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Community Violence: The Effects on Children and Teens


Community Violence: The Effects on Children and Teens

When violence occurs in a school or community, children may have a hard time feeling safe. Families who want to protect their children may feel helpless or overwhelmed. Learn how you can support children and teens after community violence events.

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What is community violence?

Community violence includes many events. It might be a stranger using physical threat or direct violence to take something or hurt someone. It can also be violence between family members, close partners, or peers. These events may include acts such as being shot, raped, stabbed, or beaten. Many children and teens can be affected by violence in their neighborhoods and schools.

Who is at risk for community violence?

All kinds of youth are at risk for community violence. It can happen in cities, suburbs, and rural communities and across a range of income levels. In the United States, more than 1 of every 3 children from ages 10 to 16 have been victims of direct violence. Direct violence includes attempted kidnapping, physical assault and sexual assault. Even more children have seen violence or know a victim of community violence.

What are the effects of community violence?

If affected by violence, a child may have to cope with physical, medical, or mental health problems, including depression, anxiety, or PTSD. Some people think that young children are not harmed by community violence because they are too young to understand or remember. However, studies have found signs of PTSD in babies and young children.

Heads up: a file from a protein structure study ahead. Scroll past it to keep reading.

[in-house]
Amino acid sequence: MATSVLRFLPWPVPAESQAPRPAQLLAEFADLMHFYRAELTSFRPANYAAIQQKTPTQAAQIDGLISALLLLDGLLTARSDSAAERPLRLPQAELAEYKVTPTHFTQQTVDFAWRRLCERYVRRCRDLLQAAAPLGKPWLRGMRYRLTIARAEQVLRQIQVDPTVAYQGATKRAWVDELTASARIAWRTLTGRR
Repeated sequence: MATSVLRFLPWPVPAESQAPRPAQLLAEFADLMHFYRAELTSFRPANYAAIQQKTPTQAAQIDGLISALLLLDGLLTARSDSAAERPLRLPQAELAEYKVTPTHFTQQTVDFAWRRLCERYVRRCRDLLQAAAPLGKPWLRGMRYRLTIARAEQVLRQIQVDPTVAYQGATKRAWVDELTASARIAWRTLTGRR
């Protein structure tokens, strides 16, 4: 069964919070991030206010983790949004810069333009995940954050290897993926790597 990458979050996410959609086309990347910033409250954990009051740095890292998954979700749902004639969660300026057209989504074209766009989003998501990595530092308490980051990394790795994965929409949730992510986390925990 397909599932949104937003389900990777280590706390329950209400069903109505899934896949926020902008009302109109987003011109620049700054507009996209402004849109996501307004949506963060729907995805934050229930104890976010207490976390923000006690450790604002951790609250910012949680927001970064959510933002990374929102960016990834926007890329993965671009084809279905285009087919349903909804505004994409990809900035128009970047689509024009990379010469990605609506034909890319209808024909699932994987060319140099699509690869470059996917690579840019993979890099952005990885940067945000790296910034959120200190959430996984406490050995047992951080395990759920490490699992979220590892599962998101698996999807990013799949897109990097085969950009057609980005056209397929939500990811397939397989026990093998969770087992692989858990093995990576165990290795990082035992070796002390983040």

A child's exposure to community violence affects caregivers as well. Caregivers may often become very worried about the child's health and well-being. If resources and help are limited, those caring for children can become angry. Caregivers may also blame themselves for not being able to keep the child safe. They may not know how protective they should be. They may also try to comfort the child but not know the best ways to do so. At the same time, caregivers may also be trying to handle their own fears or frustrations. The process can be very challenging, even more so if they live in an area where violence is common.

Caregivers sometimes feel that they must use strong discipline when a child acts out with angry, rebellious, or resistant behavior, even though the child's behavior is related to having experienced traumatic events. Because of this, relationships can become strained.

What can you do to help?

After experiencing any type of trauma, children are best helped by patient, caring friends and adults. If a child is affected by violence, spend time with them, answer questions honestly in words they can understand, make sure they are spending time with other caring friends and adults. Let them know that you are there to listen if they want to talk. Many times, they need to spend time in calming or positive activities in order to feel comfortable enough to talk. Help them talk about the things that have happened to them, but do not force them to talk. There may be many reasons why they don’t want to talk, including not wanting to remember what happened, not being ready to talk about it, or wanting to protect you from your response to their experiences.

Children may have new problem behaviors as a result of what they have experienced. Anger, fear, and feeling overwhelmed can all cause a child to resist normal routines, react aggressively, or become more clingy or insecure. If this happens, do your best to be patient and understanding, while letting them know the reasons why you set limits, especially if their behaviors put them at risk for further harm. This can be very challenging, so be patient with yourself as well, and ask for advice or support from friends, family, and medical and mental health experts for both you and your child.

For more information on treatment for children with PTSD, see PTSD in Children and Teens.

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